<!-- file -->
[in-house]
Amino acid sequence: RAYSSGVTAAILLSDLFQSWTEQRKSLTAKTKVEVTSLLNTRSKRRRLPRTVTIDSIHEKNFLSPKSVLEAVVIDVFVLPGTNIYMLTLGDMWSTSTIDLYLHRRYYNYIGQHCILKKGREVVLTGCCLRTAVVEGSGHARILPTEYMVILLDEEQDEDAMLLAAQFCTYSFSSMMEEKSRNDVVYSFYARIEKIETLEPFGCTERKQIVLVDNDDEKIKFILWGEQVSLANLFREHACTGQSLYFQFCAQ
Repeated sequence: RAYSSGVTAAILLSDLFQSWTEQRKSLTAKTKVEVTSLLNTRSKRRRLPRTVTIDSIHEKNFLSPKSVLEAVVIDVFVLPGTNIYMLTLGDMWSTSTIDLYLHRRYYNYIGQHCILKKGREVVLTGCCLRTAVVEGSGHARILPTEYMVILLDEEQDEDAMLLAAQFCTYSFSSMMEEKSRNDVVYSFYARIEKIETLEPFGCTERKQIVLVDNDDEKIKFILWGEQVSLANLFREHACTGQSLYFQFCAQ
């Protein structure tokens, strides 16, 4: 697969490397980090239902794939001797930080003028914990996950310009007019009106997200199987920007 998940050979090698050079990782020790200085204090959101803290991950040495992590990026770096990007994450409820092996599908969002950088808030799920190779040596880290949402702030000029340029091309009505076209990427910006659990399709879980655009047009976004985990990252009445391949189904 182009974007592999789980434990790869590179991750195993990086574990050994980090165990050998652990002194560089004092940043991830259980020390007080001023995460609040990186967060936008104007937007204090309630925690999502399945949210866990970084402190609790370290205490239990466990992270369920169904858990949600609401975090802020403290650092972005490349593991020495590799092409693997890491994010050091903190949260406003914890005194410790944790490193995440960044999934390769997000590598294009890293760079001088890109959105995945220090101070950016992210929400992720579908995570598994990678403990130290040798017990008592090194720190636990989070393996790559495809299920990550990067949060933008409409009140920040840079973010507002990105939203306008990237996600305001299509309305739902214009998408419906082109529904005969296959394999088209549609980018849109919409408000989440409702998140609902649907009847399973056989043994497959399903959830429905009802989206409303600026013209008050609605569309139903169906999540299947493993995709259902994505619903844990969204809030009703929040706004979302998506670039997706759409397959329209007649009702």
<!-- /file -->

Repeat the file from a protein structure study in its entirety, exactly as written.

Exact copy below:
[in-house]
Amino acid sequence: RAYSSGVTAAILLSDLFQSWTEQRKSLTAKTKVEVTSLLNTRSKRRRLPRTVTIDSIHEKNFLSPKSVLEAVVIDVFVLPGTNIYMLTLGDMWSTSTIDLYLHRRYYNYIGQHCILKKGREVVLTGCCLRTAVVEGSGHARILPTEYMVILLDEEQDEDAMLLAAQFCTYSFSSMMEEKSRNDVVYSFYARIEKIETLEPFGCTERKQIVLVDNDDEKIKFILWGEQVSLANLFREHACTGQSLYFQFCAQ
Repeated sequence: RAYSSGVTAAILLSDLFQSWTEQRKSLTAKTKVEVTSLLNTRSKRRRLPRTVTIDSIHEKNFLSPKSVLEAVVIDVFVLPGTNIYMLTLGDMWSTSTIDLYLHRRYYNYIGQHCILKKGREVVLTGCCLRTAVVEGSGHARILPTEYMVILLDEEQDEDAMLLAAQFCTYSFSSMMEEKSRNDVVYSFYARIEKIETLEPFGCTERKQIVLVDNDDEKIKFILWGEQVSLANLFREHACTGQSLYFQFCAQ
């Protein structure tokens, strides 16, 4: 697969490397980090239902794939001797930080003028914990996950310009007019009106997200199987920007 998940050979090698050079990782020790200085204090959101803290991950040495992590990026770096990007994450409820092996599908969002950088808030799920190779040596880290949402702030000029340029091309009505076209990427910006659990399709879980655009047009976004985990990252009445391949189904 182009974007592999789980434990790869590179991750195993990086574990050994980090165990050998652990002194560089004092940043991830259980020390007080001023995460609040990186967060936008104007937007204090309630925690999502399945949210866990970084402190609790370290205490239990466990992270369920169904858990949600609401975090802020403290650092972005490349593991020495590799092409693997890491994010050091903190949260406003914890005194410790944790490193995440960044999934390769997000590598294009890293760079001088890109959105995945220090101070950016992210929400992720579908995570598994990678403990130290040798017990008592090194720190636990989070393996790559495809299920990550990067949060933008409409009140920040840079973010507002990105939203306008990237996600305001299509309305739902214009998408419906082109529904005969296959394999088209549609980018849109919409408000989440409702998140609902649907009847399973056989043994497959399903959830429905009802989206409303600026013209008050609605569309139903169906999540299947493993995709259902994505619903844990969204809030009703929040706004979302998506670039997706759409397959329209007649009702």